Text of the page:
This is a guest post by Anna Gold, the university librarian at Cal Poly.
Open Week 2013 is the perfect time to share what I learned about the global movement to open up knowledge! The global Open Knowledge Conference (OKCon 2013) held in September in Geneva, Switzerland, brought together 1,000 activists, hackers, cultural stewards, data geeks, and social advocates in a beautifully organized, three-day (espresso-infused) event.
As you stay awake till the library’s closing hours, cramming for your midterms and finishing your essays this week, you may have seen bright orange banners and logos. Don’t worry. Your over-caffeinated mind isn’t playing tricks on you.
All the orange in Kennedy Library this week shows our belief in open.
Much of what the Open Access Week movement supports align with the library’s belief in affordable learning for students. During Open Access Week, Kennedy Library’s special guests, staff, and students (like me!) want to discuss this open idea with the Cal Poly community.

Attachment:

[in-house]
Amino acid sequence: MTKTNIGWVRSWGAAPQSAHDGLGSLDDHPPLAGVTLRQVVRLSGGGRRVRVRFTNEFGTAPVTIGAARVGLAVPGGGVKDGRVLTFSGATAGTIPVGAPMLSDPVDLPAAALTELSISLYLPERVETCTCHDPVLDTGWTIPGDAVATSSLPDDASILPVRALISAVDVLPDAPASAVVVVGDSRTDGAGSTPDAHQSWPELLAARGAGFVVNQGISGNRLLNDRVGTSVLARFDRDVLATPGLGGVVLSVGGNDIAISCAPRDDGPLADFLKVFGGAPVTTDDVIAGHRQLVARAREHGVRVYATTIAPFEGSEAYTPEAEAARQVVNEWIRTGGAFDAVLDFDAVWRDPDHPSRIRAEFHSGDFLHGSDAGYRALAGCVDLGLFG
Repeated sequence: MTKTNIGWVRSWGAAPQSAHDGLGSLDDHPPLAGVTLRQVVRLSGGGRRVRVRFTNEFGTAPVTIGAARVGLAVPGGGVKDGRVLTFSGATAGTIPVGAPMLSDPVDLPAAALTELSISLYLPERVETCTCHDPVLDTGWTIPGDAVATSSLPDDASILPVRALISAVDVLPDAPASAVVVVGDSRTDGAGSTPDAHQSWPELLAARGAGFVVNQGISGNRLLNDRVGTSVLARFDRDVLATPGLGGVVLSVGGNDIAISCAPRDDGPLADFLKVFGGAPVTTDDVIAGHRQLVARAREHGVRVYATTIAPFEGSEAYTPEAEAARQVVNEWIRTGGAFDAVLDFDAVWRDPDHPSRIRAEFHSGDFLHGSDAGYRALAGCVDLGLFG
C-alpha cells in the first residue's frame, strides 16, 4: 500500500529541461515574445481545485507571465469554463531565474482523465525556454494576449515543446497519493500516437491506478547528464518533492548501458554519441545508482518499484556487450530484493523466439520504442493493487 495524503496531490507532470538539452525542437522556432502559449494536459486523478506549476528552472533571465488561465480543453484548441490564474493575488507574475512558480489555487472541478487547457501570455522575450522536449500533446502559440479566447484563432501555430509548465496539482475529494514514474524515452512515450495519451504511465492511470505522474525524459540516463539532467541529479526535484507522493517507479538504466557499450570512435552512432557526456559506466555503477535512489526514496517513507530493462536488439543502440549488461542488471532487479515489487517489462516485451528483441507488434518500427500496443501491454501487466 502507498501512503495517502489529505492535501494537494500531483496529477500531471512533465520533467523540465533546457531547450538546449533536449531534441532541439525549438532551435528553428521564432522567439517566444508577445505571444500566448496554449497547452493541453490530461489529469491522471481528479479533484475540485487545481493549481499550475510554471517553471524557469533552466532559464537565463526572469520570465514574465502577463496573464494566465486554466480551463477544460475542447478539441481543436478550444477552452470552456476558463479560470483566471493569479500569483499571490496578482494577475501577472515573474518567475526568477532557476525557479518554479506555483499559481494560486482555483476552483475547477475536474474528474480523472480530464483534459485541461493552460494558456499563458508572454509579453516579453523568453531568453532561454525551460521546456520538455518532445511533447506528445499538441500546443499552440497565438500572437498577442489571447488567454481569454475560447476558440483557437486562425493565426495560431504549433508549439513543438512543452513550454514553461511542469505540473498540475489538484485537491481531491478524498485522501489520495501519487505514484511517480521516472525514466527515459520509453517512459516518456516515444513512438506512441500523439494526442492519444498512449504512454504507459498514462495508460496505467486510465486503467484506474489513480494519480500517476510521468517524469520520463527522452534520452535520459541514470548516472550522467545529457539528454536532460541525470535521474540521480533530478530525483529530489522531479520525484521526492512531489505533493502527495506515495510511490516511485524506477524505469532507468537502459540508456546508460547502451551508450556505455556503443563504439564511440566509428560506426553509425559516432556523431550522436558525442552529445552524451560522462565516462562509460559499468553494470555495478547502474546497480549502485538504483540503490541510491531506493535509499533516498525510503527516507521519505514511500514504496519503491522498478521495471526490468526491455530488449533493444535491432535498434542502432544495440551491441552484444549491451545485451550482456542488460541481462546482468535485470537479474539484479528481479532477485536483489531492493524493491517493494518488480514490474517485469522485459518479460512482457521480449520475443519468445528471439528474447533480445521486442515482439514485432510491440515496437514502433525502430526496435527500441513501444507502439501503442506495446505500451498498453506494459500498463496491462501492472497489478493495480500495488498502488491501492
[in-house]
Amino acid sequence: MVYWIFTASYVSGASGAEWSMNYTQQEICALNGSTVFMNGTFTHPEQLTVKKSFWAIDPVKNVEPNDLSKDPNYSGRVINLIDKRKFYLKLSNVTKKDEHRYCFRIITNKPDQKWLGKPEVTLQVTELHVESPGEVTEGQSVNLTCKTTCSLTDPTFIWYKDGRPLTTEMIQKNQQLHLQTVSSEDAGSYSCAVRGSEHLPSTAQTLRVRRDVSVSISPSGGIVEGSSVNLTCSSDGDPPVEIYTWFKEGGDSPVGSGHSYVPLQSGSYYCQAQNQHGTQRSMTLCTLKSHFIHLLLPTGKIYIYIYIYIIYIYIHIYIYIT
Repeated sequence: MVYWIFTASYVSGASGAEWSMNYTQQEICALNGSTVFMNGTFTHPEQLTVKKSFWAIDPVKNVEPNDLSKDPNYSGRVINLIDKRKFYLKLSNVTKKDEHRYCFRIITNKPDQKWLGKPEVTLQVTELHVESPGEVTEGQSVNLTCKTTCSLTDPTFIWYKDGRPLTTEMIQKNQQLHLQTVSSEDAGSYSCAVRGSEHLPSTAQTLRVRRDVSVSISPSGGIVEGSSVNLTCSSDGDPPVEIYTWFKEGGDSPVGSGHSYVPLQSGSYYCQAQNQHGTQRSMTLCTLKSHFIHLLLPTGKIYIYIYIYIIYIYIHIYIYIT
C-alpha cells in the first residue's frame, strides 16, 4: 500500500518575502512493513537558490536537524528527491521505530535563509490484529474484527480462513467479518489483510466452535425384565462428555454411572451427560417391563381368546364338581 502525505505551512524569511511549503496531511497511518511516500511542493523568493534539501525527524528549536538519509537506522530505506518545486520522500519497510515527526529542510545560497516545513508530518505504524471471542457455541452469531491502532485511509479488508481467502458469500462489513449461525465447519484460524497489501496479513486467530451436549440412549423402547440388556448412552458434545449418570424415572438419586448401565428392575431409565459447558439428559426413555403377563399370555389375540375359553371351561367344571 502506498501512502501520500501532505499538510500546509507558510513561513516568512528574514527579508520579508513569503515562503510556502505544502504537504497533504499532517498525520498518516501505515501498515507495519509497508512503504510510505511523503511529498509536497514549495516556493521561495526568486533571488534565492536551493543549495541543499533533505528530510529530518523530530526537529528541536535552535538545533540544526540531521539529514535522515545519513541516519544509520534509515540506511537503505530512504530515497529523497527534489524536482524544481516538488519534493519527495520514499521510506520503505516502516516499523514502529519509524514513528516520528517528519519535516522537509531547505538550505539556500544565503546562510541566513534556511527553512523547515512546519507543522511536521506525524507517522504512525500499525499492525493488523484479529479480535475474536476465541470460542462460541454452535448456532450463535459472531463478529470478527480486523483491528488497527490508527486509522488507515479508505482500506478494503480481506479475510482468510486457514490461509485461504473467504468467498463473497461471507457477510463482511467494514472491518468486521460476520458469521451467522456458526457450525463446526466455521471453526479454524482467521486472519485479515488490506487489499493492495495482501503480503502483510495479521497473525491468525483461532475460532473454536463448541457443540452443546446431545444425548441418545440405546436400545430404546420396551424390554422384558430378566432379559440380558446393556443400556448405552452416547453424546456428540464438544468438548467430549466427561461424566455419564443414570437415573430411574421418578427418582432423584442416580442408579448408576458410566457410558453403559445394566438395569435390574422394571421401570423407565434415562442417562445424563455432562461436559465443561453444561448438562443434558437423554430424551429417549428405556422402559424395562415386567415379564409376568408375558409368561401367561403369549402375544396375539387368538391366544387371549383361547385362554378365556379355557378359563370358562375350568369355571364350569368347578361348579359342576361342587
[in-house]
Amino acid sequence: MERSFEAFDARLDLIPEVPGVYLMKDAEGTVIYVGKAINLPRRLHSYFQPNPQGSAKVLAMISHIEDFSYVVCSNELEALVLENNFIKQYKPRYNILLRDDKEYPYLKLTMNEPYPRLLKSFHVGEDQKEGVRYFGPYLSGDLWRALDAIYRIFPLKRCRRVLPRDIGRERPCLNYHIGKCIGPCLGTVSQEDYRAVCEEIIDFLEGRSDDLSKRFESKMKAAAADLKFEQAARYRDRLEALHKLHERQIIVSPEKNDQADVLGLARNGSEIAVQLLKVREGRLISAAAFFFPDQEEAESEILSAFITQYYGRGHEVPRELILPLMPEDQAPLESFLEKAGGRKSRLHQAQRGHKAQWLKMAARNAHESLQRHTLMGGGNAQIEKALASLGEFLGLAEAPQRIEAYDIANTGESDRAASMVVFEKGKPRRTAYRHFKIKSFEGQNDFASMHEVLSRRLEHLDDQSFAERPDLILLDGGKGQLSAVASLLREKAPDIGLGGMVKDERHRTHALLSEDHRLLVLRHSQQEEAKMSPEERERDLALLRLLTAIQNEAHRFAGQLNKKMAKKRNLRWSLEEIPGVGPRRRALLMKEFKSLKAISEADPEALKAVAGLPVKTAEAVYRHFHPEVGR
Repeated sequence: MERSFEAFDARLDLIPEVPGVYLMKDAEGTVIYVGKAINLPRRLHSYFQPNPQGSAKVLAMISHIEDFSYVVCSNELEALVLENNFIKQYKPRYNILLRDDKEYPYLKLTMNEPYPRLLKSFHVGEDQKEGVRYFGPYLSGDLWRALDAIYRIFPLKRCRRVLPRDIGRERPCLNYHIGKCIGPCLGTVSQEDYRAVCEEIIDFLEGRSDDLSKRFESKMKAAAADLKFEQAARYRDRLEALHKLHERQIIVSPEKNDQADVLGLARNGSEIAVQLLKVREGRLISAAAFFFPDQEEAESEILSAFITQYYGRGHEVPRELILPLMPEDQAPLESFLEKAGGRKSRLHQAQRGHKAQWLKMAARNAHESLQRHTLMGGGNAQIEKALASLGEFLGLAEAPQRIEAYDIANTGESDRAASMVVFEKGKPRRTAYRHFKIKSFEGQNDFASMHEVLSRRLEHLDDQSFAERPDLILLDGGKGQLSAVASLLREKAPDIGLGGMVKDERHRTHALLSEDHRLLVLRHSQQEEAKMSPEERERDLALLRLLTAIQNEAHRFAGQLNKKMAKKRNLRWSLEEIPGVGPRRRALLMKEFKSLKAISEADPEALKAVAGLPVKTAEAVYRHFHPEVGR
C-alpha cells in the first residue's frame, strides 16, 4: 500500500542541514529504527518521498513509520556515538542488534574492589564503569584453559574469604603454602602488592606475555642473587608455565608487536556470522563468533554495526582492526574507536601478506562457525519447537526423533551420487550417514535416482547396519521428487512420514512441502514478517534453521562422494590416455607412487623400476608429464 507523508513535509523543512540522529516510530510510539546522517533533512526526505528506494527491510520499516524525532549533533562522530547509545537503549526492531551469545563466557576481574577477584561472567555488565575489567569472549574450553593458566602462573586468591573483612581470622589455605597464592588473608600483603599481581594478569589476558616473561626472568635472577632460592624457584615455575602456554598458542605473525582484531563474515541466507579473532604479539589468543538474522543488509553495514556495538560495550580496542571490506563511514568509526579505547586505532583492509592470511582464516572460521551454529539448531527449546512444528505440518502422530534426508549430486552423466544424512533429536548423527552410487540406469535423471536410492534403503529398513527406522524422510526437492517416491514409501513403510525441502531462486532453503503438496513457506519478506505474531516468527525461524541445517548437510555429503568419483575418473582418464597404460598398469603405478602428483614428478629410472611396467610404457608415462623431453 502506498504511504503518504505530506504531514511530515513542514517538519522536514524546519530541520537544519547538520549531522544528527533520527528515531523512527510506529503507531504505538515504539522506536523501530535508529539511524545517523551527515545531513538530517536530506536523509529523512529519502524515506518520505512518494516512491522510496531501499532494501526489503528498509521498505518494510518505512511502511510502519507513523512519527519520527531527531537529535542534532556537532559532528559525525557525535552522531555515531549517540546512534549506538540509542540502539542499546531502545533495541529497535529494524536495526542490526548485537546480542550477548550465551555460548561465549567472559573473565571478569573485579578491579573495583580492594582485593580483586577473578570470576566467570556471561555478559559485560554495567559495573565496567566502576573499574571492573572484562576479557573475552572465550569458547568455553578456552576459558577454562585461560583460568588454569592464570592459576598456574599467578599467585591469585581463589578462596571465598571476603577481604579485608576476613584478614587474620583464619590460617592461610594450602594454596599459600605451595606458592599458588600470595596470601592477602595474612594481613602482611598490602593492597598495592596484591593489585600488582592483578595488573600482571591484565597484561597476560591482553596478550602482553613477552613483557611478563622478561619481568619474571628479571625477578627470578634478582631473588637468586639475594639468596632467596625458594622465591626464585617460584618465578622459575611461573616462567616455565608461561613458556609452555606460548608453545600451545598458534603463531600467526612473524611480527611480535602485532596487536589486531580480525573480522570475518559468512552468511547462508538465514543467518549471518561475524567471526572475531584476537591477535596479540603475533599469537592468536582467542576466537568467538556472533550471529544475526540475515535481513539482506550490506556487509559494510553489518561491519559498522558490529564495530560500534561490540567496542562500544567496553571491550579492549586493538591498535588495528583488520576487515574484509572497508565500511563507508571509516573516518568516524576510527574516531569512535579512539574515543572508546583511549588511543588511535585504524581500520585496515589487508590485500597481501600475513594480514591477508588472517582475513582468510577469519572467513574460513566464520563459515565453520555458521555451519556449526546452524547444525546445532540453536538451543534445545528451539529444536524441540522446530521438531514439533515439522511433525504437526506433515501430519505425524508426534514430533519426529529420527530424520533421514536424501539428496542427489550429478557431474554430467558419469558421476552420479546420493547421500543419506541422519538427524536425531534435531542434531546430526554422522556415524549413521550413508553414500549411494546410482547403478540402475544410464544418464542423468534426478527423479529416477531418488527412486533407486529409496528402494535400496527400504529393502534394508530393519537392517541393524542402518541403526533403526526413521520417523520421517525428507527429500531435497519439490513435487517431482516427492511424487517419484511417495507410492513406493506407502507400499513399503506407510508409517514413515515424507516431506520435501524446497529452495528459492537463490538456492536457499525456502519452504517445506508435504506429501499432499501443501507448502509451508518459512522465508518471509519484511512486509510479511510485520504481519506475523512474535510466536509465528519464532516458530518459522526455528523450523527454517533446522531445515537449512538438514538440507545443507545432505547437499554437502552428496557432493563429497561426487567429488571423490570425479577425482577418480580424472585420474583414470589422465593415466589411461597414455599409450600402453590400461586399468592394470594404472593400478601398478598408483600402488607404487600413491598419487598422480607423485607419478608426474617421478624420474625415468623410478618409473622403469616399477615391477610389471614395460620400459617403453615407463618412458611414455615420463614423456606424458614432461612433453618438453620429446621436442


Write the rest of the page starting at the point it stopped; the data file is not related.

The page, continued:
Ever notice those huge, life-size photos posted on the windows of the University Store showing student life at Cal Poly in the olden days? The 100″ by 100″ photos are definitely hard to miss. The unique, blown-up images are part of a collaborative partnership between Kennedy Library and the Cal Poly Corporation. Read more
Do you consider yourself a scientist? An artist? Both? Thursday’s discussion in the Data Studio about STEAM (Science, Technology, Engineering, Arts, Math) highlighted the ways that the world creates unnecessary divisions in thinking, problem solving and creating, that in turn affect our identities, and the struggle within ourselves (and academia) to resolve them.
What does open access mean to you and your teaching and research?
Find out at Open Week 2013, a series of events from Oct. 17-24 designed specifically for Cal Poly as part of the global Open Access Week movement. Join us to explore the issues, ask questions and learn together at workshops and events. For a complete schedule of speakers, go to our calendar.
We need a new genre: Chimp Literary Fiction. (For a note on this photo, please see the link below from Chimpanzee Sanctuary Northwest.) Read more
This post is written by Lauren Young, fourth year biology student, LibRAT and chair of SLAC. Lauren will be (meta)blogging about how she is working this year to combine her love of science and writing, in her preparations for a career in science communication. These preparations intersect with her deep involvement with and many valuable contributions to Kennedy Library.
Since June, I have been collaborating with Digital Scholarship Services Librarian Marisa Ramirez and professors of the College of Science of Mathematics (COSAM) on an exciting new project called Symposium: Student Journal of Science and Mathematics.